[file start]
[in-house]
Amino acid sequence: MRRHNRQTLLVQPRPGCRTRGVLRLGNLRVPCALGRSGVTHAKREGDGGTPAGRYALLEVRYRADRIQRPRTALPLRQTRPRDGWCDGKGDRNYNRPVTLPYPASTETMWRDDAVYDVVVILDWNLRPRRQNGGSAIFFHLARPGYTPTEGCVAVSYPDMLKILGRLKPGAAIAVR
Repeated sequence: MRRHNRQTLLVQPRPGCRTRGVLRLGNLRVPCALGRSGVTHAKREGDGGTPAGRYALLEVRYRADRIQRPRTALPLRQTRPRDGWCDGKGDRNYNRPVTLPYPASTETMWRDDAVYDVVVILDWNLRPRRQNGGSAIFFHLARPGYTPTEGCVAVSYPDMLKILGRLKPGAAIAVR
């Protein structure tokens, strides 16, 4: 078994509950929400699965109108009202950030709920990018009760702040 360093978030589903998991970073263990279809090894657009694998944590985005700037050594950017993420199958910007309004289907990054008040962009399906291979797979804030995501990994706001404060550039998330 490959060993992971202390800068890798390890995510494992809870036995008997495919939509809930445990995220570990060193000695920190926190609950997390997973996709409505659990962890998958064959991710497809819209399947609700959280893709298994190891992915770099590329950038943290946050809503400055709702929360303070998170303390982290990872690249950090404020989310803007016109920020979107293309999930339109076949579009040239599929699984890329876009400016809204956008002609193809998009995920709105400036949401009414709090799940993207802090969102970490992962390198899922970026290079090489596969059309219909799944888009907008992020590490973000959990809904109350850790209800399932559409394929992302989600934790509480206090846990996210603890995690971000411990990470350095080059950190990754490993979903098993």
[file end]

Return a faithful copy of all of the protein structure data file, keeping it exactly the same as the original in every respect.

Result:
[in-house]
Amino acid sequence: MRRHNRQTLLVQPRPGCRTRGVLRLGNLRVPCALGRSGVTHAKREGDGGTPAGRYALLEVRYRADRIQRPRTALPLRQTRPRDGWCDGKGDRNYNRPVTLPYPASTETMWRDDAVYDVVVILDWNLRPRRQNGGSAIFFHLARPGYTPTEGCVAVSYPDMLKILGRLKPGAAIAVR
Repeated sequence: MRRHNRQTLLVQPRPGCRTRGVLRLGNLRVPCALGRSGVTHAKREGDGGTPAGRYALLEVRYRADRIQRPRTALPLRQTRPRDGWCDGKGDRNYNRPVTLPYPASTETMWRDDAVYDVVVILDWNLRPRRQNGGSAIFFHLARPGYTPTEGCVAVSYPDMLKILGRLKPGAAIAVR
């Protein structure tokens, strides 16, 4: 078994509950929400699965109108009202950030709920990018009760702040 360093978030589903998991970073263990279809090894657009694998944590985005700037050594950017993420199958910007309004289907990054008040962009399906291979797979804030995501990994706001404060550039998330 490959060993992971202390800068890798390890995510494992809870036995008997495919939509809930445990995220570990060193000695920190926190609950997390997973996709409505659990962890998958064959991710497809819209399947609700959280893709298994190891992915770099590329950038943290946050809503400055709702929360303070998170303390982290990872690249950090404020989310803007016109920020979107293309999930339109076949579009040239599929699984890329876009400016809204956008002609193809998009995920709105400036949401009414709090799940993207802090969102970490992962390198899922970026290079090489596969059309219909799944888009907008992020590490973000959990809904109350850790209800399932559409394929992302989600934790509480206090846990996210603890995690971000411990990470350095080059950190990754490993979903098993």